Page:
But are the extravagances essential to the solidity of the work? Certainly not. Of course, while flesh and spirit antagonize, while the world aims one way and the Church another, while the “cross,” “warfare,” “strait gate,” and “narrow way” are God’s path heavenward, the beginnings, the decisions, the experiences, and the associations of the religious life will never seem (however dignified and discreet they may be) just the perfection of good sense and good taste to the worldly-minded man. The extravagances and disorders of the “old-fashioned mourner’s bench revival” will offend him. But his lordly lip will curl with equal scorn at Mr. Moody’s meetings, where responses are discouraged and shouting saints are warned to keep silence. The solemn “inquiry meeting” of the staid Presbyterian shares the ban of his disapproval with the noisy altar work of the impulsive Methodist. The fact is, you cannot please him.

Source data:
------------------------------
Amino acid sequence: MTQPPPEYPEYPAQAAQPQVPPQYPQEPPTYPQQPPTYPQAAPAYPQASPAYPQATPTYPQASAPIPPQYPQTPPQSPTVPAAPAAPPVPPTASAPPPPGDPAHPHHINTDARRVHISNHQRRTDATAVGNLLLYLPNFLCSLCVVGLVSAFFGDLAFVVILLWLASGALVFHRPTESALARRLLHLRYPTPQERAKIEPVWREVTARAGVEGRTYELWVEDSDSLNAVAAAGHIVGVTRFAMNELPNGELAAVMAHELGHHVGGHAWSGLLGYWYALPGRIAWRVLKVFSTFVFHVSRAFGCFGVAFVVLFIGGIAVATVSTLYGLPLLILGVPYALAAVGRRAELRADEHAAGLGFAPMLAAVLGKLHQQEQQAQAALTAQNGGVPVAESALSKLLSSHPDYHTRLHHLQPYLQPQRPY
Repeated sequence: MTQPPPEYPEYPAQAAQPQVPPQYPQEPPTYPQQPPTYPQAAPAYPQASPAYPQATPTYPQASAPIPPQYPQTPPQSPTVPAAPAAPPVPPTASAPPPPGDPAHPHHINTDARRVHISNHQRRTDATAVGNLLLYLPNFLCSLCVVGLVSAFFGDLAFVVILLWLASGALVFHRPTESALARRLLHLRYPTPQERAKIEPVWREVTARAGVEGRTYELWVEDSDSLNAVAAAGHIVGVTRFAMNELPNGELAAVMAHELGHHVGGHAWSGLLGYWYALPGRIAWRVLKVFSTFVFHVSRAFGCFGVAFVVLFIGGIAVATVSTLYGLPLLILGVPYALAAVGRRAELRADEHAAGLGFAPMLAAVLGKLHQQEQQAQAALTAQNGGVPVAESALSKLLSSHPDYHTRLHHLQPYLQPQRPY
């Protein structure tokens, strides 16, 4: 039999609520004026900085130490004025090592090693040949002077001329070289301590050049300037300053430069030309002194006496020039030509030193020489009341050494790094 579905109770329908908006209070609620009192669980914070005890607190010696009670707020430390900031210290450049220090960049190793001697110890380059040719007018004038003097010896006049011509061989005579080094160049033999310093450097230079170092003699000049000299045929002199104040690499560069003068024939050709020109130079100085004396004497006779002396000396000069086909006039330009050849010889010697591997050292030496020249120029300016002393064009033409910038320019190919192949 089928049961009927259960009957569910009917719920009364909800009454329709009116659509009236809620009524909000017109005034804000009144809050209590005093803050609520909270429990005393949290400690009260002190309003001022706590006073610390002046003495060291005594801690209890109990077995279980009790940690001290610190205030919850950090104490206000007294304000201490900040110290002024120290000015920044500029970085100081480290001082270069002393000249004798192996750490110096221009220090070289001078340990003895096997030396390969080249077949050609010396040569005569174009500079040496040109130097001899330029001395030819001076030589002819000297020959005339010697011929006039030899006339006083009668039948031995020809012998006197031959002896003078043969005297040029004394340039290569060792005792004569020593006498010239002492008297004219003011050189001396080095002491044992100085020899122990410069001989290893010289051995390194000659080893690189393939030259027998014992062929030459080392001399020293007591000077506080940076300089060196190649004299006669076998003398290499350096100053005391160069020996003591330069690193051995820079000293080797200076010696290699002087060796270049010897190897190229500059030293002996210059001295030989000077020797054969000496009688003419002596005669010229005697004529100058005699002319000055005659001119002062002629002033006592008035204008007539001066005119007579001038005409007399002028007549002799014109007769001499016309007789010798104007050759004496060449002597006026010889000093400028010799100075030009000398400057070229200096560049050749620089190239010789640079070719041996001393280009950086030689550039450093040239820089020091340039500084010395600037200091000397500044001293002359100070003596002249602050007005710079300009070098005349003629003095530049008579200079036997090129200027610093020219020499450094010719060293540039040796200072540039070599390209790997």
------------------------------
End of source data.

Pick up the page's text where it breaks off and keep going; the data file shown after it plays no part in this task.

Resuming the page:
He does not want to be pleased and is determined not to be. He does not believe the doctrines at the basis of revival work. He does not call it “hate,” but his aesthetic nature revolts against all supernatural religion; and to the Spirit of grace and to the angels of God who know the things of the invisible kingdom, this revolt of taste is a rebellion of heart and will against God’s way with sinners.
But the extravagances are not essential. Once in a while they come, as the rush and glory of Pentecost came, and no human power can restrain them. There are in God’s universe avalanches, thunderstorms, and earthquakes, and the power and glory of the mighty forces in nature laugh at the protests of poor, impotent men. Pentecosts in some measures of spiritual energy even now occasionally come to the Church, and woe to him who would bid “the rushing mighty wind” be silent or try to extinguish the “tongue of fire” by the commands and restrictions of propriety.
By J. H. VINCENT
Updated 2023 Nathan Zipfel